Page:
NAT1 and Cancer Biology: The Effects of NAT1 Silencing

Jacky Tiang (2010). NAT1 and Cancer Biology: The Effects of NAT1 Silencing PhD Thesis, School of Biomedical Sciences, The University of Queensland.

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Author Jacky Tiang
Thesis Title NAT1 and Cancer Biology: The Effects of NAT1 Silencing
School, Centre or Institute School of Biomedical Sciences
Institution The University of Queensland
Publication date 2010-07
Thesis type PhD Thesis
Supervisor Professor Rodney Minchin
Dr Neville Butcher
Total pages 143
Total colour pages 32
Total black and white pages 111
Subjects 11 Medical and Health Sciences
Abstract/Summary Arylamine N-acetyltransferase I (NAT1; EC is a phase II xenobiotic metabolising enzyme that catalyses the biotransformation of a wide range of arylamine and hydrazine substrates. The protein is widely expressed in the body and has received considerable attention because of its potential role in the metabolic activation and detoxification of arylamine carcinogens. However, unlike the closely related isozyme NAT2, the link between NAT1 and cancer susceptibility is relatively weak. Recent studies of NAT1 expression in various cancers of the breast and prostate suggest that this protein may be involved in other aspects of cancer biology. However, a direct role for NAT1 in cancer has not been established. Initially, we knocked down NAT1 in the colon adenocarcinoma cell line HT-29 using RNAi technology and found a marked change in cell morphology that was accompanied by an increase in cell contact growth inhibition and a loss of cell viability at confluence. NAT1 knock-down also led to attenuation in anchorage independent growth in soft agar, which correlated with the up-regulation of E-cadherin. This change in E-cadherin expression was not attributed to RNAi off-target effects and was also observed in the prostate cell line 22Rv1. In vivo, NAT1 knock-down cells grew with a longer doubling time compared to cells stably transfected with a scrambled RNAi or to parental HT-29 cells. This study has shown that NAT1 affects cell growth and morphology and suggests a role for NAT1 in the regulation of epithelial-mesenchymal plasticity. In addition, it suggests that NAT1 may be a novel drug target for cancer therapeutics by attenuating cancer growth. Anchorage-independent growth of cancer cells has been shown as a useful predictor of cell invasion potential. Loss of E-cadherin promotes cancer invasion and metastasis. Attenuation of anchorage-independent growth and re-expression of E-cadherin following NAT1 knock-down suggest that NAT1 may have a role in cancer invasion and metastasis. To address this, we used a lentivirus based shRNA system to knock-down NAT1 in MDA-MB-231 cells. The Lentilox 3.7 lentivirus system is specifically engineered for stable RNAi expression in cells. It allows the expression of shRNA in cells tagged with enhanced green fluorescence protein for identification. MDA-MB-231 is a breast adenocarcinoma cell line that is invasive and exhibit high metastatic potential. Knocking-down NAT1 inhibited invasion and metastasis of the cells, both in vitro and in vivo. The reduced invasiveness and metastatic ability was independent of cell migration and mesenchymal-epithelial transition. Since MDA-MB-231 cells require filopodia-like membrane protrusion to invade, we examined the effects of NAT1 knock-down on the cytoskeleton structure of MDA-MB-231 cells. Loss of NAT1 reduced number of filopodia in MDA-MB-231 cells and it can be rescued by re-introducing NAT1. NAT1 subcellular localisation study indicated that the protein distributes to the cortical cytoskeleton and extends into filopodia, suggesting that NAT1 may act locally to maintain filopodia structure of the cell. The present study also characterised a small molecule inhibitor of NAT1, Rhod-o-hp. Inhibition of NAT1 by Rhod-o-hp significantly reduced the invasiveness of MDA-MB-231 cells. Collectively, the study suggests that NAT1 is a novel target to prevent or attenuate metastatic cancers.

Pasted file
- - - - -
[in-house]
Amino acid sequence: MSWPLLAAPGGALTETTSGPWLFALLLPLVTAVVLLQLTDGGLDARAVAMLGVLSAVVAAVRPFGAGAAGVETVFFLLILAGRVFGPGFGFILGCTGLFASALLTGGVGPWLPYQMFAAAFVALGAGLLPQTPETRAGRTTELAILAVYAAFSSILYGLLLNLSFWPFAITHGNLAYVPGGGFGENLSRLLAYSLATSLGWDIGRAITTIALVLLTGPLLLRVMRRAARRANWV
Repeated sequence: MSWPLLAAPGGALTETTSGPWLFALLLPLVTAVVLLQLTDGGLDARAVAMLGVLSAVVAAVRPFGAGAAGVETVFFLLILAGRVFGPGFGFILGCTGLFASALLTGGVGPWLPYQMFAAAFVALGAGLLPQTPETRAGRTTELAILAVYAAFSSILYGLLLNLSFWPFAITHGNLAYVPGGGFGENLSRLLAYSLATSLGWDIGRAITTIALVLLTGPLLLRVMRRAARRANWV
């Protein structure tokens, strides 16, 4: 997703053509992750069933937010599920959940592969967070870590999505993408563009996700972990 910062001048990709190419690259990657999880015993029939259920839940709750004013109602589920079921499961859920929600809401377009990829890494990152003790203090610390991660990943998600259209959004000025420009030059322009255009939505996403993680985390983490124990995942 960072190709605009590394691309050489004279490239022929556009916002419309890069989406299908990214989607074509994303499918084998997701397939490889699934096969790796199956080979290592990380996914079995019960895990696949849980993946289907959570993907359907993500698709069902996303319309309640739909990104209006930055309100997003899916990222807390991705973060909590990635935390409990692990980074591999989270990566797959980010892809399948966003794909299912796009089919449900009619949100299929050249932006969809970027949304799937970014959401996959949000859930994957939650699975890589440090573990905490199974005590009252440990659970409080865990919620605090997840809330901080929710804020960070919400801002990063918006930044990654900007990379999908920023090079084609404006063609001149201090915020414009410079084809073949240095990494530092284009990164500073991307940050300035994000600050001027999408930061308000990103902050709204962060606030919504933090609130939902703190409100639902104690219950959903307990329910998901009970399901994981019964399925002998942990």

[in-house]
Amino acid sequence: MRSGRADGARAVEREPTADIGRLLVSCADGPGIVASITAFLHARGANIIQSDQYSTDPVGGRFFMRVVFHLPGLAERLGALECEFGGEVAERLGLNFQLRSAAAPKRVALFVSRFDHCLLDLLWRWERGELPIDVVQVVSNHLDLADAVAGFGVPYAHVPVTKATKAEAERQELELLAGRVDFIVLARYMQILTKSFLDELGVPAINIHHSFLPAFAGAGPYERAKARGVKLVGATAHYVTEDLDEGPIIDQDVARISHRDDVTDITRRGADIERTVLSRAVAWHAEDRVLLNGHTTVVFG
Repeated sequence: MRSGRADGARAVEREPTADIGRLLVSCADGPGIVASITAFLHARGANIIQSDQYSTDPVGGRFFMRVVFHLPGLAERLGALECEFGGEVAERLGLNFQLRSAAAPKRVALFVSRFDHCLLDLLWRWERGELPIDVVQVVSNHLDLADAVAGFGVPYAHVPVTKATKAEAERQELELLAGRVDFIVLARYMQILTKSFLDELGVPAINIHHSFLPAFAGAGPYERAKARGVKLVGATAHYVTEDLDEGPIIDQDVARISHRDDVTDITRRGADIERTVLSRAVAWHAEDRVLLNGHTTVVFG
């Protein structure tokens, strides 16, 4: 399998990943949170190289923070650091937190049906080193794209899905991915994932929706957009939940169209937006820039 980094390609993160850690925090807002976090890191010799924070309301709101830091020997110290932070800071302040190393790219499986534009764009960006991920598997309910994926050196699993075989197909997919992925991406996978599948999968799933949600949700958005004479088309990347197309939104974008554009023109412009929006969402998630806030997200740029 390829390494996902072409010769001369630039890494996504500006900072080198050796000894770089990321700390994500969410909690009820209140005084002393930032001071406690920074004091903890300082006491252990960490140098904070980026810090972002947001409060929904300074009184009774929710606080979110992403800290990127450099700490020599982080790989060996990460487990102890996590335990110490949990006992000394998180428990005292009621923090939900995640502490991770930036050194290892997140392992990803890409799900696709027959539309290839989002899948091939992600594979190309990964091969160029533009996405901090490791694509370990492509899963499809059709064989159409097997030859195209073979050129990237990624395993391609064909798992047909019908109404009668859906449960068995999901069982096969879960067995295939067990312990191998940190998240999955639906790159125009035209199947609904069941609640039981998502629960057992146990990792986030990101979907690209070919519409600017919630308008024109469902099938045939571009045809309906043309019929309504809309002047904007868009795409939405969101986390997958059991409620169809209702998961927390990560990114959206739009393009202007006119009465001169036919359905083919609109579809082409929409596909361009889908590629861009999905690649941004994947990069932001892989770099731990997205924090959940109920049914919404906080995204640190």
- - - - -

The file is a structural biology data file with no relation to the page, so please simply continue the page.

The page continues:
Keyword NAT1
contact inhibition
small molecule inhibitor
Additional Notes Colour pages: 18, 24, 44, 50, 51, 55, 61, 64, 73, 74, 76, 81, 83, 84, 86, 90, 92, 94, 95, 98, 104, 106, 107, 108, 110, 112, 114, 115, 117, 119, 124, 133 Landscape pages: 50, 51, 55, 61, 64, 73, 76, 77, 78, 79, 81, 83, 86, 98, 110, 112, 115, 117, 119, 133

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Created: Mon, 25 Oct 2010, 08:51:16 EST by Mr Jacky Tiang on behalf of Library - Information Access Service